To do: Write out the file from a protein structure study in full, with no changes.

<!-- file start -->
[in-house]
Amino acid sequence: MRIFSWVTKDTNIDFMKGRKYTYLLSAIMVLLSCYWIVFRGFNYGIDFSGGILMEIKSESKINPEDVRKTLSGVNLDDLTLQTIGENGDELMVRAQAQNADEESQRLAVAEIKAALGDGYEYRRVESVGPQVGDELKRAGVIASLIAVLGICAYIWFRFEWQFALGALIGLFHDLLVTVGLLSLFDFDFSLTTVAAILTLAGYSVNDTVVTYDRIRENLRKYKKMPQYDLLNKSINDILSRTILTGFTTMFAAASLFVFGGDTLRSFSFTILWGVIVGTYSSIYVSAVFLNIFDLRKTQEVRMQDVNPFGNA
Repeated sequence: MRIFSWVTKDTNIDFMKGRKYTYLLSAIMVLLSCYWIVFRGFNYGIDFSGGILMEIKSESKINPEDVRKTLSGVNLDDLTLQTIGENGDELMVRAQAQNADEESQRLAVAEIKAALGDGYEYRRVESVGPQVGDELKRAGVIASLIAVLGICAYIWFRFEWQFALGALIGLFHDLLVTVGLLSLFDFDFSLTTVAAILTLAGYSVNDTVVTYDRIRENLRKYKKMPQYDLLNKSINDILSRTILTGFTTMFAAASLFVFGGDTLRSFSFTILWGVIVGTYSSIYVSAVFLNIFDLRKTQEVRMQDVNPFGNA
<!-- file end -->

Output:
[in-house]
Amino acid sequence: MRIFSWVTKDTNIDFMKGRKYTYLLSAIMVLLSCYWIVFRGFNYGIDFSGGILMEIKSESKINPEDVRKTLSGVNLDDLTLQTIGENGDELMVRAQAQNADEESQRLAVAEIKAALGDGYEYRRVESVGPQVGDELKRAGVIASLIAVLGICAYIWFRFEWQFALGALIGLFHDLLVTVGLLSLFDFDFSLTTVAAILTLAGYSVNDTVVTYDRIRENLRKYKKMPQYDLLNKSINDILSRTILTGFTTMFAAASLFVFGGDTLRSFSFTILWGVIVGTYSSIYVSAVFLNIFDLRKTQEVRMQDVNPFGNA
Repeated sequence: MRIFSWVTKDTNIDFMKGRKYTYLLSAIMVLLSCYWIVFRGFNYGIDFSGGILMEIKSESKINPEDVRKTLSGVNLDDLTLQTIGENGDELMVRAQAQNADEESQRLAVAEIKAALGDGYEYRRVESVGPQVGDELKRAGVIASLIAVLGICAYIWFRFEWQFALGALIGLFHDLLVTVGLLSLFDFDFSLTTVAAILTLAGYSVNDTVVTYDRIRENLRKYKKMPQYDLLNKSINDILSRTILTGFTTMFAAASLFVFGGDTLRSFSFTILWGVIVGTYSSIYVSAVFLNIFDLRKTQEVRMQDVNPFGNA